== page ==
Poetry of the Non-Prose Kind

Potiphar’s Wife Talks About that Time

Deborah Bacharach

In the end Joseph did all right for himself.
Because he was in the dungeons,
he called the dreams, and from there
he worked it like he worked it in
my husband’s home, putting together
puzzles of rain, watching hands,
oh he watched, roll pastry dough
on marble table tops. I saw the oasis
shimmer at the edge of the horizon
like I had been walking toward it
my entire life, like I had been crawling
on my hands and knees.

Willing

Devon Balwit

Eat me, I say. Bite me. Pincerslice into soft webbing. Champ cuspids. Beakpick to bone. Lift me, shake me, breakneck, side to side, side to side. Dogroll over my unthreading innards. Bury muzzle in bloodmuck. I offer myself. I drizzle a garnish.

[four poems]

Bob Heman

}{
inserts words
into the field
the others approach

the meaning there
nothing more
than their experience

 

}{
they were repeated
where the sky
was empty where
the trees ended
where even the
bears had machines

 

}{
this was
how they
went away

a door
in a field
of flowers

 

}{
predictable words
arranged upon
the ground
they walk upon

they are removed
if too much
meaning gathers

Excerpts from Translations

Benjamin L. Perez

Toska
The endless other
Of the void’s silhouette.

Lítost
Infinite winding-sheet
For a stillborn god.

Alpenglow
Sanguinary summit;
Executioner’s block.

if a body is bound

Kristen Renee Miller

i. if a body is bound

—yet is not a book
(weird inner stringing)
call it hate, sprung
from under sodden, salten
fear, a kind of failure
open, given

see—
one’s best hid under,
working, see—
I’m dust and full of sight

 

ii. if a body is bound

—but you’re here on invitation
dear, so we decorate
and minister

embitter these
in greater numbers, O—
behind this roar, a door

binary be shade again
send in the gradient
sea

 

iii. if a body is bound

—I’m right to object
to die of wonder
creating under unseen welts
and trending sins

a sister dies—
her object was
a little darkness
not a book
not in the usual sense

Meditation On an Unnamed Island

Jennifer Atkinson

No one asks who dropped the first shell,
when among the mangroves’ arched roots,
out of the heaps of oyster shells, fallen
and crushed to lime, the snags and shoals
of random tide-flung bits and silt-on-silt
accumulation, new land rises up.

We love the idea of the world as a sudden
paradise created whole on purpose for us
to lose by being human. Or the other idea
of the world as envisioned designed garden
toward which it studiously evolves.

Meanwhile, here on actual shell-by-shell-
by-mangrove created ground, the raccoon
philosopher turns her mind to pleasure,
to work—shucking oysters, digging clams,
combing her tail of fleas and burrs. All around

the rack and weave of mangrove, mudflats
marked with slicks and shallows, decomp
reverting and recombining. And overhead
the fish crow flies from bay to bayou,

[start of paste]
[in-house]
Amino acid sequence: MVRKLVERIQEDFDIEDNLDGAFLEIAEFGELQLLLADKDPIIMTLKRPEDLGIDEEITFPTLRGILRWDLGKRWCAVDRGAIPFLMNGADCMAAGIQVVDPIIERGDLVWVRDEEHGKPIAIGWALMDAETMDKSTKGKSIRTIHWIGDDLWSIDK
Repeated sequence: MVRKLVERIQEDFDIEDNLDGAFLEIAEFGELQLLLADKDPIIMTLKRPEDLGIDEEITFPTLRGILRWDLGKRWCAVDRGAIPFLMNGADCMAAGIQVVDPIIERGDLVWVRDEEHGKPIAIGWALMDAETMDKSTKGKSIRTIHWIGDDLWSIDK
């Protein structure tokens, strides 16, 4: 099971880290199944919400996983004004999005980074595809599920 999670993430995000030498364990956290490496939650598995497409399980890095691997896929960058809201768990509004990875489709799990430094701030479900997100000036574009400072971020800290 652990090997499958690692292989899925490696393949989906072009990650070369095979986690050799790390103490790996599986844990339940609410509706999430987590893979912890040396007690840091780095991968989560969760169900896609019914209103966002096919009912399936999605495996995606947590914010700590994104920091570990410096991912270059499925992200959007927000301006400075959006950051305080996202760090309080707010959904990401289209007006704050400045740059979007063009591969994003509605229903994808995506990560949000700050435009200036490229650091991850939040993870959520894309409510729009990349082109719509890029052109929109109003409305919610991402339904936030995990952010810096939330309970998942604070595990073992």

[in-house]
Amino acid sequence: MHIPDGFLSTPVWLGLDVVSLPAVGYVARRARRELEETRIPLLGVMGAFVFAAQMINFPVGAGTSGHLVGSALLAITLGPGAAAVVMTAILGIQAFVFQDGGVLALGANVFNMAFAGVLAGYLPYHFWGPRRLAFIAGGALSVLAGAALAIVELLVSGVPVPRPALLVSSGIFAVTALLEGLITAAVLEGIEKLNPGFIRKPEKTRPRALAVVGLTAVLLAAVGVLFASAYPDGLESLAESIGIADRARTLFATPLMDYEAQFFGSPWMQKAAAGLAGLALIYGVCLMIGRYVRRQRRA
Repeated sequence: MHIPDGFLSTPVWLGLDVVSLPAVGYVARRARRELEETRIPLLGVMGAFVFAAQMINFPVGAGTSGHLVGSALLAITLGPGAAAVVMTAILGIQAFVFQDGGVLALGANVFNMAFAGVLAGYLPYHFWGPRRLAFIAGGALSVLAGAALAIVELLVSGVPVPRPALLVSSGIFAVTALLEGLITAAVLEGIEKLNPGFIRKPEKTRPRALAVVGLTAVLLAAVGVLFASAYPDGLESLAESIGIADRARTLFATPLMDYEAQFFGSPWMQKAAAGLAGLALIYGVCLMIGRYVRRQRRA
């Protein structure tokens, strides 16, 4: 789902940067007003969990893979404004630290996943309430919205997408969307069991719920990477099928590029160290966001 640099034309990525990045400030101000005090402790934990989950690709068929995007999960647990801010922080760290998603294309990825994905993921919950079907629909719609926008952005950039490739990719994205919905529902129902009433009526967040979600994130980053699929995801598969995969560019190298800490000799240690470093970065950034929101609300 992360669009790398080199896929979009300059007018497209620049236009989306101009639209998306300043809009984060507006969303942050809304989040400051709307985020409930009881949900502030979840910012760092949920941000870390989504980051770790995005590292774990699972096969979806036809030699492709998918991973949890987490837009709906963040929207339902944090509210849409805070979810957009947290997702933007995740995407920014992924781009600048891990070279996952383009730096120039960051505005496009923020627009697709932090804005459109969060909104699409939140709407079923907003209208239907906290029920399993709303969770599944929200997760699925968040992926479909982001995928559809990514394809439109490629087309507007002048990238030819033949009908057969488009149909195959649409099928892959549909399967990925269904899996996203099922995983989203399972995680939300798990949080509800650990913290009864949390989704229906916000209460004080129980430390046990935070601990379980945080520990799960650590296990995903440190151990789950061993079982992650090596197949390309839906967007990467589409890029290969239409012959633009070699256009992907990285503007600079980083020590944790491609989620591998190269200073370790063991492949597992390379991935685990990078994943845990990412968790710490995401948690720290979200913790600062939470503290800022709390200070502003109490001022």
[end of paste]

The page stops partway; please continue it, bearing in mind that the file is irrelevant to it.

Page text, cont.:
the sun-silvered eel in its talons writhing
(what if it were?) in a sideways figure eight.

Association

Tricia DeJesus-Gutierrez

There is erogenesis
a slit between
mint and molar
the throwback
safety of innocence

designated hitler

Dylan Krieger

never trust a pitcher who refuses to hit his fair share, whether fair or foul, or else you’ll end up whispering your wedding vows to the outfield, cleaning up after the septic run-on sentence of your body—fainting spells, blood-caked toenails, rose-gold swellings jetting pus around the five-pointed star of your breast. different from the rest, he told you the story of how he became designated hitter in college, adopted a fake name you remember (perhaps wrongly) as tucker, and somehow mustered the guts to face each pitch stone-cold sober—swearing off the devil’s water, leafy greens and LS-dream fodder, not to mention children’s tylenol, atenalol, pain relievers one and all. that’s the kind of teetotaling ragdoll i would have let tattoo my forearm come fall, had the lager not robbed me of my faith in man and god. that’s the happy-go-lucky glad-hander who threw the first pitch in the dirt, so it wouldn’t hurt as much when its stitching ripped apart and left the earth

Hanalei Bay, 1971

M.J. Turner

Tourists wade at the edge of the surf,
white swollen knees hover above the clay-
colored foam — blimps following a parade.

Sand pours out of bathing suits shucked
outside the backyard shower: bare flanks
breaded like chicken cutlets, waiting. Yellow
grains scratch the painted floorboards again.

To the South

M.J. Turner

Five borders, three languages: I’ve left
slate roofs and sausage rolls behind.
In the empty compartment, the bed

stretches out – whiter than home,
starched, almost the smell of bottled
clouds – shuddering at each unnamed
stop, squealing by the late-night sidings.
When magenta and chrome yellow
hang in the windows, fields
colored like cheap calendars taped
to a pre-school wall, I’ll step
into the train station and speak
its language like a toddler,
with a wallet and a full set of keys.

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